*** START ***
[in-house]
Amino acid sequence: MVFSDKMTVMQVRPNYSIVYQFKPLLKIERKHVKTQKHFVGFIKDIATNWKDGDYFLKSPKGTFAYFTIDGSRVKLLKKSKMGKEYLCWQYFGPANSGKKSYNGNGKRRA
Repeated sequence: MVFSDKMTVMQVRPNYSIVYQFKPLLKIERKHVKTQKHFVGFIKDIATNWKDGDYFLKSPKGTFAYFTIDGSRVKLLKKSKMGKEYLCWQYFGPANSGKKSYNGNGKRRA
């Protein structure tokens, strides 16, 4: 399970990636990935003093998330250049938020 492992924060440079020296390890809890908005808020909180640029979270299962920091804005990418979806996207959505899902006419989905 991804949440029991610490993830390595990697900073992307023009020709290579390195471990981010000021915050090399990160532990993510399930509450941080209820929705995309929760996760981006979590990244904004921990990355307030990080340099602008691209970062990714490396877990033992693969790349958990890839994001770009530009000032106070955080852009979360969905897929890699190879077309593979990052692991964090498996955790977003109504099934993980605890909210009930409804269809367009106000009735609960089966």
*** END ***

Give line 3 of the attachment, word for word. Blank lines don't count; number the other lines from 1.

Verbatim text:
Repeated sequence: MVFSDKMTVMQVRPNYSIVYQFKPLLKIERKHVKTQKHFVGFIKDIATNWKDGDYFLKSPKGTFAYFTIDGSRVKLLKKSKMGKEYLCWQYFGPANSGKKSYNGNGKRRA